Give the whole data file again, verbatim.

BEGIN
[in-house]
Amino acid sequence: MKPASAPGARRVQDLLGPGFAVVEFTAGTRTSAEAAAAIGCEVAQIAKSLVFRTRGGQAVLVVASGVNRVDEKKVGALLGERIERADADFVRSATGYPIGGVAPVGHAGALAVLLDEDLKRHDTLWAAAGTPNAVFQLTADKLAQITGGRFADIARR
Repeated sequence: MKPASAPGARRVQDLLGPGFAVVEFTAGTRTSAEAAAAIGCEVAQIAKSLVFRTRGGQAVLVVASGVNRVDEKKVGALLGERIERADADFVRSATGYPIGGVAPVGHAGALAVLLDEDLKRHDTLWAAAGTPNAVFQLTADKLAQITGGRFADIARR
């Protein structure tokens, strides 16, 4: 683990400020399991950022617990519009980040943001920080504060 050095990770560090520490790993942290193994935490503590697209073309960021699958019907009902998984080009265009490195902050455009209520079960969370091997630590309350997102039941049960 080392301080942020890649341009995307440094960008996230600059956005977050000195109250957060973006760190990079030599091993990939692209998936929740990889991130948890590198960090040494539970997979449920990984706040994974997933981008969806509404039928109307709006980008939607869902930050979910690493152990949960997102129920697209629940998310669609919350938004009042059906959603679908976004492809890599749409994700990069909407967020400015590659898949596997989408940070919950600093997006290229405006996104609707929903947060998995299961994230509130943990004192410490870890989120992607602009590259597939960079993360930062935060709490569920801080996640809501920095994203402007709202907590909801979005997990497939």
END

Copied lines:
[in-house]
Amino acid sequence: MKPASAPGARRVQDLLGPGFAVVEFTAGTRTSAEAAAAIGCEVAQIAKSLVFRTRGGQAVLVVASGVNRVDEKKVGALLGERIERADADFVRSATGYPIGGVAPVGHAGALAVLLDEDLKRHDTLWAAAGTPNAVFQLTADKLAQITGGRFADIARR
Repeated sequence: MKPASAPGARRVQDLLGPGFAVVEFTAGTRTSAEAAAAIGCEVAQIAKSLVFRTRGGQAVLVVASGVNRVDEKKVGALLGERIERADADFVRSATGYPIGGVAPVGHAGALAVLLDEDLKRHDTLWAAAGTPNAVFQLTADKLAQITGGRFADIARR
């Protein structure tokens, strides 16, 4: 683990400020399991950022617990519009980040943001920080504060 050095990770560090520490790993942290193994935490503590697209073309960021699958019907009902998984080009265009490195902050455009209520079960969370091997630590309350997102039941049960 080392301080942020890649341009995307440094960008996230600059956005977050000195109250957060973006760190990079030599091993990939692209998936929740990889991130948890590198960090040494539970997979449920990984706040994974997933981008969806509404039928109307709006980008939607869902930050979910690493152990949960997102129920697209629940998310669609919350938004009042059906959603679908976004492809890599749409994700990069909407967020400015590659898949596997989408940070919950600093997006290229405006996104609707929903947060998995299961994230509130943990004192410490870890989120992607602009590259597939960079993360930062935060709490569920801080996640809501920095994203402007709202907590909801979005997990497939």